After a criminal investigation of midlevel Qwest officials sputtered with two acquittals and probation, the federal government took a much...
DENVER — After a criminal investigation of midlevel Qwest officials sputtered with two acquittals and probation, the federal government took a much more dramatic step yesterday by going after former top executives in civil court.
The latest salvo against Denver-based Qwest from the Securities and Exchange Commission (SEC) may turn up evidence that could be invaluable in a future criminal case, experts said.
The SEC sued former Qwest Chief Executive Joseph Nacchio and six other executives, claiming they were behind a “massive financial fraud” that forced the regional phone company to later erase about $3 billion in revenue from its books.
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The commission and the Justice Department typically move in lockstep, with simultaneous civil and criminal filings against corporate defendants. But there have been numerous exceptions to that rule, said Christopher Bebel of Houston, a former federal prosecutor and former SEC counsel.
“The fact that prosecutors did not announce the return of an indictment today is not conclusive,” Bebel said. “The bottom line: It may give these defendants a temporary sigh of relief, but it won’t provide for any lasting peace and they are still on the line and their fate still hangs in jeopardy.”
Also named in the SEC’s complaint were Robert Woodruff and Robin Szeliga; both former chief financial officers; Afshin Mohebbi, former chief operating officer; Gregory Casey, a former executive vice president of Qwest’s wholesale business; and James Kozlowski and Frank Noyes, two former accountants.
The SEC described Nacchio, Woodruff and Szeliga as the scheme’s overseers, directing the key details to meet revenue targets “at all costs.”
At one point in 2001, regulators said, Nacchio told employees, “The most important thing we do is meet our numbers. It’s more important than any individual product, it’s more important than any individual philosophy. It’s more important than any individual cultural change that we’re making. We stop everything else when we don’t make the numbers.”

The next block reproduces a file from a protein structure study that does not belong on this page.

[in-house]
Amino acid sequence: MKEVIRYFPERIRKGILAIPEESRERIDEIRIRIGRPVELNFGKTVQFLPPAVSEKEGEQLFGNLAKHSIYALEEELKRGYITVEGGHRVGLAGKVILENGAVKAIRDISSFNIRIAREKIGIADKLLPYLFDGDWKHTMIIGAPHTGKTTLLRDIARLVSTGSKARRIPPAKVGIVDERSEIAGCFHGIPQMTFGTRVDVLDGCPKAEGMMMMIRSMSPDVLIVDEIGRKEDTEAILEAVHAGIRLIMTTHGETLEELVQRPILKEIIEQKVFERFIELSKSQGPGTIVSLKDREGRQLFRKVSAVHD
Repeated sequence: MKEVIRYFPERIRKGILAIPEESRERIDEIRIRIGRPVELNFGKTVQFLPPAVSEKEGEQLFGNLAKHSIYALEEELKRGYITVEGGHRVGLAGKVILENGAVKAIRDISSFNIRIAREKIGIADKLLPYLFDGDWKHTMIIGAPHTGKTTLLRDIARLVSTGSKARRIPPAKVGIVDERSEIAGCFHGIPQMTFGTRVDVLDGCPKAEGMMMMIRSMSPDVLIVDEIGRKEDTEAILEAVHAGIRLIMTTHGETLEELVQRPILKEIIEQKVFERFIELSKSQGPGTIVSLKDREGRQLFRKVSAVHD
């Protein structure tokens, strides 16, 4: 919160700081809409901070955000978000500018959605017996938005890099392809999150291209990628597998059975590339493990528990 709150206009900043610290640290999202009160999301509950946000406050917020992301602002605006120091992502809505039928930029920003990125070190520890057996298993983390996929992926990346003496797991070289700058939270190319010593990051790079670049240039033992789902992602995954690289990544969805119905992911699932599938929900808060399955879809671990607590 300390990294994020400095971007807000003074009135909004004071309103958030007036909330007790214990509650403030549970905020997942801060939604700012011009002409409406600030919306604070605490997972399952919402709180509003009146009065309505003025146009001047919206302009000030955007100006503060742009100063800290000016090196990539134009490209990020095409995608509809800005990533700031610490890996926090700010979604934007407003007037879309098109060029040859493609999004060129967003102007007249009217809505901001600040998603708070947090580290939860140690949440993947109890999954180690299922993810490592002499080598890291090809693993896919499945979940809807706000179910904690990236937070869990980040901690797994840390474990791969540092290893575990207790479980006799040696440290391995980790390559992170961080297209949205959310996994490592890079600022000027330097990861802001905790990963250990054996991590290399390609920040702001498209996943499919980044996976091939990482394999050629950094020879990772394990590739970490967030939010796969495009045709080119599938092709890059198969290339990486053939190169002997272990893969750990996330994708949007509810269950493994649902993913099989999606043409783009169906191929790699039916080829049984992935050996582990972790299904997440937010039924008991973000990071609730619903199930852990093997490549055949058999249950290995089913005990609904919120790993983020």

At the same time, Nacchio, Woodruff and Szeliga were cashing in Qwest shares, profiting by roughly $300 million, the SEC said. The government contends Nacchio alone reaped about $216 million during that time through salary, bonuses, stock sales and other compensation.
Charles Stillman, an attorney for Nacchio, said his client had never misrepresented Qwest’s financial condition.
“The SEC unfairly seeks to impute to Mr. Nacchio and others at Qwest responsibility for the results of a widespread industry downturn in a deteriorating economy,” Stillman said.
“As Mr. Nacchio has consistently stated, he did nothing wrong and did not instruct anyone else to do anything wrong during his tenure at Qwest, and he looks forward to being vindicated.”
Prosecutors are still investigating accounting irregularities at Qwest, said Jeff Dorschner, spokesman for the U.S. Attorney’s Office in Denver. He declined to elaborate.
Bebel said that as the civil case develops, the SEC will give the Justice Department transcripts of witness interviews and other evidence it gathers.
Atlanta attorney J. Boyd Page, an expert in securities litigation, said, “Clearly, it is a signal that the matter is escalating to a very serious level.”
Qwest, Washington’s largest local phone-service provider, earlier agreed to pay $250 million to settle SEC fraud charges in a deal that excluded individual officials.
Of four former midlevel executives accused of improperly booking revenue in an Arizona schools deal, two were acquitted, one was sentenced to probation and one is expected to receive probation.
“The Department of Justice has had a very difficult time with the Qwest case,” said Denver securities-law attorney Tony Leffert, a former federal prosecutor. “They’ve had very limited success, and it may be the Justice Department may say, ‘We’ll let the SEC address the case in this way and may not pursue charges.’ ”
Former SEC trial attorney Howard Schiffman said the civil charges present Nacchio and the others with a no-win situation: either keep quiet to avoid self-incriminating statements or vigorously defend against the charges and increase the possibility of making statements that could be used in a criminal case.
He agreed that evidence from the SEC case could help prosecutors in an era of public anger against corporate malfeasance.
“In this environment, there is a huge bias by the jury to believe the government’s allegations that senior executives have entered into misconduct,” Schiffman said.